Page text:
In short (too late), I think that to work better in the US market, Microsoft needs to come out with some, well, flagship phones at different price points with the intention to use them as hero devices for at LEAST 6 months. These devices can be made by Microsoft Mobile, or HTC, Samsung, Hwawei, WHATEVER as long as there's consistency. Even I feel like Windows Phones are somewhat disposable because of just how often new ones come out. Apple and Samsung come out with flagship phones once a year, they're universally available and they are the focus of heavy advertising for months on end. I hope that when Windows 10 phones come out, that we see something similar. If the 830 and HTC One for Windows become ubiquitous like they're rumored to be, and MICROSOFT KEEPS THE FOCUS GOING ON THESE MODELS, I think they'll see more success than their current model of "here's a new phone. Next month, there will be another new phone with a slightly different set of features at a different price point. Now here's a new super budget phone. Here's a mildly different high end phone exclusive to Verizon," etc.

    Of course, behind the scenes carrier negotiations probably are what prevents them from doing this, but it's food for thought. I'd love to hear other people's thoughts on this, even if it's to tell me I'm dumb.
    Laura Knotek and Madam ImAdam like this.
    10-11-2014 01:33 AM
  2. Laura Knotek's Avatar
    I blame the carriers in the US for this issue. Carrier exclusives are the biggest problem IMO.
    gwinegarden and Guzzler3 like this.
    10-11-2014 01:40 AM
  3. HoosierDaddy's Avatar
    Since I prefer to not pay for buildings and employees standing around in them when few or no customers are in them, not to mention sales tax, I was not aware of this "issue". I find so many accessory options on-line that I almost wish for LESS just to make choosing easier.
    10-11-2014 10:25 AM
  4. Darthbobcat's Avatar
    These are valid points (though the sales tax loophole is being closed pretty quickly). However, I kinda wanted the accessories that day, and to see them in person before making a selection. If I'd been looking for an iPhone or a Galaxy, I would have had that option at at least 5 places in my moderately sized city.
    10-11-2014 11:34 AM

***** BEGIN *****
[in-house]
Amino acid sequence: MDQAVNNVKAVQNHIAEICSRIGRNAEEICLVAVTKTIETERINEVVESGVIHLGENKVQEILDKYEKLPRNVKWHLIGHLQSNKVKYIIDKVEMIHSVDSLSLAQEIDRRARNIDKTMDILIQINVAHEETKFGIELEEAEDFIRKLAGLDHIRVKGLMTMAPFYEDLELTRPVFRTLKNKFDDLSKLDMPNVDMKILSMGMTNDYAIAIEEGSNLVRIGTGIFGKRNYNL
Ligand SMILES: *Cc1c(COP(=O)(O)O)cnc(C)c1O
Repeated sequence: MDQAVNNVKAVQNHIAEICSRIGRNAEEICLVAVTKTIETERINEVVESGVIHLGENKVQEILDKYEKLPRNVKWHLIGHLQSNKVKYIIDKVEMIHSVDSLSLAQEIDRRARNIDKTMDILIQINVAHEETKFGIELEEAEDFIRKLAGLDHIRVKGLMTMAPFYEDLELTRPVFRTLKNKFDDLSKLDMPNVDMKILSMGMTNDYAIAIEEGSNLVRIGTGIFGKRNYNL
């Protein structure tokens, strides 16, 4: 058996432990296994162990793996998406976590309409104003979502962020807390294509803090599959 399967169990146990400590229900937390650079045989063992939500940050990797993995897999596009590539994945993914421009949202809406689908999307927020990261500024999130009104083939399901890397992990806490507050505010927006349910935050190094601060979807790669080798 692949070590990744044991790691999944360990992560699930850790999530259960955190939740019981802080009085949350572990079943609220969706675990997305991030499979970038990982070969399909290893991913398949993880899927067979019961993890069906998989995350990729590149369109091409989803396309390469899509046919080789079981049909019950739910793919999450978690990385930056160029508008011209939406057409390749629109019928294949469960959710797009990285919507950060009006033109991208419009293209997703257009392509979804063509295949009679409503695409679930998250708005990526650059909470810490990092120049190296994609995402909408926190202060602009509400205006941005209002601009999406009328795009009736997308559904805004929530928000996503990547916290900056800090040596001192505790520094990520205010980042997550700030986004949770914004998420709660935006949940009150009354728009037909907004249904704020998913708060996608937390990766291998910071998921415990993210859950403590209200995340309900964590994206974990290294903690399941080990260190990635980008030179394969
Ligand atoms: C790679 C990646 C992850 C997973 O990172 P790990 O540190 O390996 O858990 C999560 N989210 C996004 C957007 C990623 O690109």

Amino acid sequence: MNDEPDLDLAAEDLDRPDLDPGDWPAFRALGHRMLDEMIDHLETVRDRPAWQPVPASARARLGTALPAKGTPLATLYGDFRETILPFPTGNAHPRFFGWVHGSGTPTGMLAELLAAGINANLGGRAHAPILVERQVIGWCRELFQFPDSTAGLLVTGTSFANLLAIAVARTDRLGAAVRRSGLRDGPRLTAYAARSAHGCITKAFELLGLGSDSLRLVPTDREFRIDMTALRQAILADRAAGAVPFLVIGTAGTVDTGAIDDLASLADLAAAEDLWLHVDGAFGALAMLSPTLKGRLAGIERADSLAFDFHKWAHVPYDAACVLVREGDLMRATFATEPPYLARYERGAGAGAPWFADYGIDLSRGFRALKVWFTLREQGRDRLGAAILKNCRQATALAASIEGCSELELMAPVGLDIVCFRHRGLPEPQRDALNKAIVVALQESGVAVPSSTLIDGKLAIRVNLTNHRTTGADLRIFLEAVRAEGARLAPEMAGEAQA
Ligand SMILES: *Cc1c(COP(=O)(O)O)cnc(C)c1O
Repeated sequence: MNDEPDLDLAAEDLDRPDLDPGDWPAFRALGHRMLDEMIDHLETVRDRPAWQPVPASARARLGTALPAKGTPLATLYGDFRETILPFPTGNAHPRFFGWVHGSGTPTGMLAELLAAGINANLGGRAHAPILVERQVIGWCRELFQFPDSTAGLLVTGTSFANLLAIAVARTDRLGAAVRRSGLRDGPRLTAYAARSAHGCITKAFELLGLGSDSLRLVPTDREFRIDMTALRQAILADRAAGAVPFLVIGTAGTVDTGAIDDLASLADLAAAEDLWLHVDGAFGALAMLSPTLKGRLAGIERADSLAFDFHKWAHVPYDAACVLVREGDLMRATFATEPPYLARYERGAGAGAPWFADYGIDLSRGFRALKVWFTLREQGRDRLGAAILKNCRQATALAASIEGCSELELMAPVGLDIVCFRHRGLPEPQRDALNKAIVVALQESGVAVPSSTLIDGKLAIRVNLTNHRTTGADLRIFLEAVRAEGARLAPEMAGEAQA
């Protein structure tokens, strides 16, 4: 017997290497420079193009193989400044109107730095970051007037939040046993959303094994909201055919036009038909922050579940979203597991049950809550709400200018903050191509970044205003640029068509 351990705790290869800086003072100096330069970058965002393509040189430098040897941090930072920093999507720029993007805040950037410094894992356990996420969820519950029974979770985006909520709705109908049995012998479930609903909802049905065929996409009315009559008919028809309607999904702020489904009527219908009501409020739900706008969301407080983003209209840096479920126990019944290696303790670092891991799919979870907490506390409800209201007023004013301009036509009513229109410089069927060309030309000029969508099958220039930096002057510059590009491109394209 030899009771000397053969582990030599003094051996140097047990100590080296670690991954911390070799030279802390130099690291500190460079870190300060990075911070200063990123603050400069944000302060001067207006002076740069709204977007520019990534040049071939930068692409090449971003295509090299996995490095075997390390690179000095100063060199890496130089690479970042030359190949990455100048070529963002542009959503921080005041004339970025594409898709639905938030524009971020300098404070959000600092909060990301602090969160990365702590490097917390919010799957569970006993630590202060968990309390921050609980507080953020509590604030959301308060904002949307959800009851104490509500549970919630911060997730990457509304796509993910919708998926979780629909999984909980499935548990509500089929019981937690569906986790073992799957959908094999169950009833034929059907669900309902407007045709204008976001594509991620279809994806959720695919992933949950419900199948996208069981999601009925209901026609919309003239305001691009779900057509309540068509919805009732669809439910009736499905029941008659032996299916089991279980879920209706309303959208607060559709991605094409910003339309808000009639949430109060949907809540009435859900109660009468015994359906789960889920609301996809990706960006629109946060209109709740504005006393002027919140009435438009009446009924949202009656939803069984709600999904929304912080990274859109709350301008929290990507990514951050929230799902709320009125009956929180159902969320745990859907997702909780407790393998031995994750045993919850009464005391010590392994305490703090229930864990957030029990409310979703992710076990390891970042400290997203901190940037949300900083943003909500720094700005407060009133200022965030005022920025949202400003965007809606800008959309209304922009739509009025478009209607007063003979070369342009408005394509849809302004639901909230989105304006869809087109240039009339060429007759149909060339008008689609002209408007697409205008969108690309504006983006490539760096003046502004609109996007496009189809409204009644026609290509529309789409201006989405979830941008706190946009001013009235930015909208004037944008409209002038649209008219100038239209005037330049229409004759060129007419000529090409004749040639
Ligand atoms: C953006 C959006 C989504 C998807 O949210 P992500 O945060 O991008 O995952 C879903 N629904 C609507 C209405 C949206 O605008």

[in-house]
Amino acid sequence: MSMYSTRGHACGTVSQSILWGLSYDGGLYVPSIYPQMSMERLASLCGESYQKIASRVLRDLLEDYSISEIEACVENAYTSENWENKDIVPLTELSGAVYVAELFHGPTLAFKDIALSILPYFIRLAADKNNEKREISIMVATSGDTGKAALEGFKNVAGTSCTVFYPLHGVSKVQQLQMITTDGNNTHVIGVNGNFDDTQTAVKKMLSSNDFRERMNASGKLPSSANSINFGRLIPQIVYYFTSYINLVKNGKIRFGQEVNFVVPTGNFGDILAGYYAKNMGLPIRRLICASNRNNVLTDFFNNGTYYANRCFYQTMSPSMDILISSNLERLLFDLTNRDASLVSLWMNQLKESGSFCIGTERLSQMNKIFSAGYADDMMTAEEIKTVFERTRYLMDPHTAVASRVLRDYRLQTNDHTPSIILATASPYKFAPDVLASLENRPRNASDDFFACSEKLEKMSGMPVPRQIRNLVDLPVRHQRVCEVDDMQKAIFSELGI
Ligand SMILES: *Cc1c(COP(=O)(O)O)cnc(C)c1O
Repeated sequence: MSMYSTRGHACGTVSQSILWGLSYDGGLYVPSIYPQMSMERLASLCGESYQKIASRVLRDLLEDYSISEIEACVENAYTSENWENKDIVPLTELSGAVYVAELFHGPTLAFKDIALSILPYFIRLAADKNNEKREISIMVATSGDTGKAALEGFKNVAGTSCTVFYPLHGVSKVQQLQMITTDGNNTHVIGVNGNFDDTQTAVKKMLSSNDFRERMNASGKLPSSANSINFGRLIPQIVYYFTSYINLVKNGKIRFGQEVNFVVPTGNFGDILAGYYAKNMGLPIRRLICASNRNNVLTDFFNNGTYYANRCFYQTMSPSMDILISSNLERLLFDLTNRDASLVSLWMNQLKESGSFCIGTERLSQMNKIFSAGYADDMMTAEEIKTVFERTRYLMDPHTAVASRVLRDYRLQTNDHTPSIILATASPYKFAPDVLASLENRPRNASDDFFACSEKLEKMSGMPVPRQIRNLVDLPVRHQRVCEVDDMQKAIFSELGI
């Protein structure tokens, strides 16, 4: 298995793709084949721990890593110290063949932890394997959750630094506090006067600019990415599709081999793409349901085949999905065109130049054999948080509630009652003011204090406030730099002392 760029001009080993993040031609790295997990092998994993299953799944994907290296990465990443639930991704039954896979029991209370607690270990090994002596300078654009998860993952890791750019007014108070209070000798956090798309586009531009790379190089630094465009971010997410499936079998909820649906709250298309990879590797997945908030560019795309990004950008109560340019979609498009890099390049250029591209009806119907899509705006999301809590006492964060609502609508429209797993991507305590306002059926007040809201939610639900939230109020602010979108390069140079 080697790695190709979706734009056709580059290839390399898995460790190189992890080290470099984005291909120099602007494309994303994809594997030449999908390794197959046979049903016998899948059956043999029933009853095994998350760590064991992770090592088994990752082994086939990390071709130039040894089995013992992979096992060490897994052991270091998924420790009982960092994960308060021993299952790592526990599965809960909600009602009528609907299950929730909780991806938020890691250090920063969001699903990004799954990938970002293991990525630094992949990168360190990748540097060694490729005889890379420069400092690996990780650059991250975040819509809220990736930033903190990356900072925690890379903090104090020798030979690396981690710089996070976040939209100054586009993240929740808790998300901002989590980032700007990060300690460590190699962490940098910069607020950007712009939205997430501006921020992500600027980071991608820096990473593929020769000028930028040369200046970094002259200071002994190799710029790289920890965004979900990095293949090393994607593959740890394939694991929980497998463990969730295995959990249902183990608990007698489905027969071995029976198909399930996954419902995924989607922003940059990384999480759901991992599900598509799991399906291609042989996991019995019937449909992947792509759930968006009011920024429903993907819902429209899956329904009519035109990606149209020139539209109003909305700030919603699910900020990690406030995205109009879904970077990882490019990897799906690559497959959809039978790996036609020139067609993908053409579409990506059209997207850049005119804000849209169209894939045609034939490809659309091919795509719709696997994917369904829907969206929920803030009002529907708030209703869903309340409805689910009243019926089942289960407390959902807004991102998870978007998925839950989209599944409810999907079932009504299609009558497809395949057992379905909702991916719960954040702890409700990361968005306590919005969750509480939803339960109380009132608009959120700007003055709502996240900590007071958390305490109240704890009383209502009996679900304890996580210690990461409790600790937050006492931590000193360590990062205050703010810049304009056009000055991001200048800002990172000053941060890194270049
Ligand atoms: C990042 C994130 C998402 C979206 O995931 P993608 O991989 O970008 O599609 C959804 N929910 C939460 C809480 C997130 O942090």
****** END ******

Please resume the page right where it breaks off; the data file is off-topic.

5. aximtreo's Avatar
    I blame the carriers in the US for this issue. Carrier exclusives are the biggest problem IMO.
    Boy do I believe this. My thought would be to have a few in each of three levels, low, mid and high end devices. More importantly, all models should be available on all carriers at the same time. MS should take exclusives and stick it where the sun don't shine.
    Laura Knotek likes this.
    10-11-2014 02:16 PM
  6. Darthbobcat's Avatar
    I don't see that expectation as realistic. Until Windows Phone commands a larger share of the market, you can expect the US carriers to give it two or three models per store, with maybe another available online exclusively and another available in no contract packaging at Walmart and the like. It's kinda like how every carrier doesn't have every Android phone, but they have a balanced selection of the current state of the market.

    And again, it's unrealistic to expect them to have more than three phones TOTAL, to say nothing of different manufacturers. If you want more support from HTC and/or Samsung and/or whoever else, you need to give 'em room to breathe. A carrier having, to use current models as an example, the 830 free on contract, the HTC One M8 for Windows and the Nokia Lumia 1520 for 99 or so on a contract, and the 635 sold off contract, with maybe the 735 or 1020 as an online exclusive, would be the best case scenario we can currently expect. (And we have something sort of resembling this on AT&T, who I'm sticking with because of their better Windows Phone support). What I'm saying is that Microsoft and its partners need to figure out a set of phones and let that be the status quo across ALL carriers for at least 4 months before new models start replacing them. It will make the phones seem more special and noteworthy if they actually have a lifespan before the "new hotness" comes out. If Windows Phone can get that on AT&T, Verizon, Sprint, T-Mobile and US Cellular, then I'll say it's arrived.
    10-11-2014 04:36 PM